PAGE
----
In the spirit of ontogeny recapitulating phylogeny, I have, in these quotes, attempted to replicate Satie's personal journey, from the "playing-card" surface simplicity of the early music, to the religious, the Impressionist rejection, the funny titles and the sly humor verging on the crude combined with a bourgeois surface, ending with a statement as rejectionist, Futurist, or Dadist that one could want. You will agree with me, chères mesdames et messieurs, that, given this context, Satie is no longer so unusual, but is rather an amalgam of the times. Oh yes, I forgot to say — those quotes were not by Satie! The gentleman I have just been quoting is the painter Renoir, a man 25 years Satie's senior and certainly, at that time, far more established than Satie ever was during his own life. 12 If Renoir made statements such as these ... ? Note that I do not claim influence, especially as Vollard's book dates from after 1919; therefore the influence could run in both directions, and there is the bias of the selector of the quotes. There is, however, little reason to doubt the essence of the statements, which provide evidence of what was in the air.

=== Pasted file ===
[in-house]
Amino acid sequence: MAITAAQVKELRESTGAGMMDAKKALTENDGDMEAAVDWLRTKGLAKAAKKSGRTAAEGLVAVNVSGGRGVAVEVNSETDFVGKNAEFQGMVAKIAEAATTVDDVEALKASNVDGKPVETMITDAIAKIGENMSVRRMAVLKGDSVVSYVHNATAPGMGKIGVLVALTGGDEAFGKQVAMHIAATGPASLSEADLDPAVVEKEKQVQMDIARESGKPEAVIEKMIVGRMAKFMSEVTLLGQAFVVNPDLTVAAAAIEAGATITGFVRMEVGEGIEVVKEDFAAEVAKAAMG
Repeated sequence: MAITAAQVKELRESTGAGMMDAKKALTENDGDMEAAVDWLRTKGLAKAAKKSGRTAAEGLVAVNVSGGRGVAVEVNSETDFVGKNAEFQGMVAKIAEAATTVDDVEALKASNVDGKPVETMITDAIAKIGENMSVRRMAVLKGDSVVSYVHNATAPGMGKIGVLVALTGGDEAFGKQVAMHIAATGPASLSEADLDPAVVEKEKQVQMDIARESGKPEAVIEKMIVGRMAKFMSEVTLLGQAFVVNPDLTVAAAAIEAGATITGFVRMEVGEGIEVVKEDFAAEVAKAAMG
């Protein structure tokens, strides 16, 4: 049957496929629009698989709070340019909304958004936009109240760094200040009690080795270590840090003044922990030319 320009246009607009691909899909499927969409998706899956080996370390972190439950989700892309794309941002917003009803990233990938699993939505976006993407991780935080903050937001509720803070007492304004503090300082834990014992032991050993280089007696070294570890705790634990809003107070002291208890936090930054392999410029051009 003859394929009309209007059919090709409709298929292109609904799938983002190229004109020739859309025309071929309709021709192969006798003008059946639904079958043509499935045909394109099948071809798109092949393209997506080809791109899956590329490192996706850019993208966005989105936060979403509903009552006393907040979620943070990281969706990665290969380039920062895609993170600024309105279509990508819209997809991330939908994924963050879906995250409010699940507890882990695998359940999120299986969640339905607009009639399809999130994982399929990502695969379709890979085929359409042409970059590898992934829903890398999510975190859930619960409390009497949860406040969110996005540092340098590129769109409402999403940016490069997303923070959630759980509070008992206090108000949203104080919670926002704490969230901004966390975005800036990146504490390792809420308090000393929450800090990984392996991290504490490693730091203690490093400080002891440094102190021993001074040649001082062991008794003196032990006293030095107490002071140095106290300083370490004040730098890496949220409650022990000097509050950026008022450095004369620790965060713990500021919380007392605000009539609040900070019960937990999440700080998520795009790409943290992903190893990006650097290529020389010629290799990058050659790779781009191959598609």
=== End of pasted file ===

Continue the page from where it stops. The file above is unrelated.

Satie's music has been divided into "periods" (before 1890, 1890-98, 1898-1914, 1914-25), but somehow they are not at all important. As Cage says:

    "Taking the works of Satie chronologically, successive ones often appear as completely new departures. Two pieces will be so different as not to suggest that the same person wrote them. Now and then, on the other hand, works in succession are so alike, sometimes nearly identical, as to bring to mind the annual exhibitions of painters, and to allow musicologists to discern stylistic periods. Students busy themselves with generalized analyses of harmonic, melodic, and rhythmic matters with the object of showing that in Socrate all these formal principles are found, defined, and reunited in a homogeneous fashion (as befits a masterpiece)." 13